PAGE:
We often think of seafood as only coming from the ocean, but the US has freshwater fisheries as well. Dr. Russell Cuhel will talk about how climate change is affecting the Lake Michigan ecosystem. He was featured in the 2020 MSNBC miniseries, “What’s Eating America”, when it looked at the collapse of the southern Lake Michigan perch fishery.
Everyone interested in the health of our fresh water fisheries should attend.
Dr. Russell Cuhel is a Senior Scientist at the Center for Great Lakes Studies at the School of Freshwater Sciences of the University of Wisconsin, Milwaukee.
Goddard State Park is in Mercer County, PA. It’s a hidden gem that I’m sure you’ve passed driving north on I-79 on the way to the Tribs. Click Here for a link to FROG…FRiends Of Goddard…website with details about the park and activities.
As a fund-raiser, FROG is sponsoring a raffle for a nice bamboo rod made by Boiling Springs rod builder Joe Baker. Click here for more information about the rod and how to buy a ticket.
Max writes to us:
“Hello! I am excited to be joining the Penn’s Woods West chapter of Trout Unlimited. I am looking forward to engaging in chapter meetings and being a part of efforts to preserve cold water fishing.
“I am fortunate to have grown up in a family of fishermen in Western PA. Since a young age, I have developed a fascination with the underwater world of fish – trout in particular. When I was very young, I remember the flies I tied hardly resembled anything in a trout’s diet. I really didn’t care because I loved to dream of one day becoming a trout fisherman.
“I graduated from Bucknell University in May of 2020 with a degree in Mechanicaal Engineering. I am currently working full time at a robotics company near Homewood, in Pittsburgh.
“I believe that there is no end to the trout fisherman’s education, and am looking forward to meeting other Chapter members and participating in meetings and conservation activities, whenever they start up again. Every time I fish, tie flies, talk to another fisherman, or even look at a stream, I learn something new and see trout in a new light. That is why I love fishing.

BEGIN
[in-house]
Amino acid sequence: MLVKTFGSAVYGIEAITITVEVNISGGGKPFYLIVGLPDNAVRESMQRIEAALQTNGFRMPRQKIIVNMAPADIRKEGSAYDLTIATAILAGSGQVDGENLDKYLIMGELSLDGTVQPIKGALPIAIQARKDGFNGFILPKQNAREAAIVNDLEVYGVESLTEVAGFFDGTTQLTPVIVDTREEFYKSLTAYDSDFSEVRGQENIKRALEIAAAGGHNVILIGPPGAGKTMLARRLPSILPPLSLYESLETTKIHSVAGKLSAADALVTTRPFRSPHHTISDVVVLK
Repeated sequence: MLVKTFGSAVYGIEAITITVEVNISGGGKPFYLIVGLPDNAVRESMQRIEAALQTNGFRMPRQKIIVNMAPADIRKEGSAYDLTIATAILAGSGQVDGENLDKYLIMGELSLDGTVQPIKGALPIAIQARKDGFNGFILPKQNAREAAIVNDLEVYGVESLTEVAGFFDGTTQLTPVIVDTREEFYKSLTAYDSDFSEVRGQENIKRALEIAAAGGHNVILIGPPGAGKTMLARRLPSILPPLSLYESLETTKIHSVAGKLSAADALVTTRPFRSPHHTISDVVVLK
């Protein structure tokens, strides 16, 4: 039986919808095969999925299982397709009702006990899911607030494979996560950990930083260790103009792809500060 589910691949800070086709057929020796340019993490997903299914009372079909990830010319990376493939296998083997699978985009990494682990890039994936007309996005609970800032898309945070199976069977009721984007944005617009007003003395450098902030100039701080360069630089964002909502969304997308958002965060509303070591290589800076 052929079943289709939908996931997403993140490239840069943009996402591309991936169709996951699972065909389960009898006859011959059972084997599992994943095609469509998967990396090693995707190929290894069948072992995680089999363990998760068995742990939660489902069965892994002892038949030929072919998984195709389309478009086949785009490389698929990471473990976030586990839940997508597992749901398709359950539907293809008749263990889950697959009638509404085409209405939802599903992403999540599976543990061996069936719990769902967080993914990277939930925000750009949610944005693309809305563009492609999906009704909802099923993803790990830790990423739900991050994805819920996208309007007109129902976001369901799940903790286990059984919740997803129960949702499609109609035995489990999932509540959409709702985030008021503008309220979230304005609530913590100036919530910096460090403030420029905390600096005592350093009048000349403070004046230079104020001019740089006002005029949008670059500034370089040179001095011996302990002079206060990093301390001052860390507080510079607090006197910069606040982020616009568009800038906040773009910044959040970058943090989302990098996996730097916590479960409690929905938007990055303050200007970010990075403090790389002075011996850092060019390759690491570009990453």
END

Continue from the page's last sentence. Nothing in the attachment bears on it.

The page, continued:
Click here to find Bob’s sentimental remembrance of our former President, Mike Homza. Unfortunately, we can find no picture of the man, so we will wish him “the best of times on the best of streams when the fish are biting YOUR LURE and no one elses”.
In case you missed John Hay’ article in the PG today (Feb 7, 2021), there’s good new for Allegheny County anglers: Fish and Boat will start stocking Peters Creek between Finleyville and Rt 51 in south Allegheny County this spring. The section to be stocked runs 5.4 miles from where Piney Creek joins Peters (Green Man tunnel) to the big bend below the Montour Trail parking lot. Good water. Three stockings are planned in April and May. For the stocking schedule of 8 other Allegheny County waters see www.fishandboat.com.
Click here to access the latest PA Fish and Boat announcement concerning opening dates (changed this year) and stocking dates.
Ever wonder why fish are so hard to see in the water? Well, here’s a nifty article from the Wall Street Journal that focuses on fish scales and their role in helping fish escape predation. Turns out that fish scales are quite complex in their structure and capable of reflecting light that matches the color of their watery environment. This property allows fish to blend into their surroundings quite well. You may ask: “What about fish that live in the depths of the ocean where there’s very little light?” The scales of these fish are made of a different substance that absorbs, rather than reflecting, light. These fish elude predation by matching their black backgrounds. All very interesting.
Click here for the WSJ article.
The New Fly Fisherman will interview Tim Flagler, our January Chapter Meeting speaker. Click here to join the interview on YouTube Live.
In case you missed it, John Hayes had a nice article about Karl Weixlmann, a Lake Erie steelhead guide, in the December 13th edition. John presents the intimate details of Karl’s very successful dry-dropper technique. It’s especially suited to low water with skittish fish and lots of fishermen…the usual situation on most Tribs this time of year. Enjoy. Click here for the article.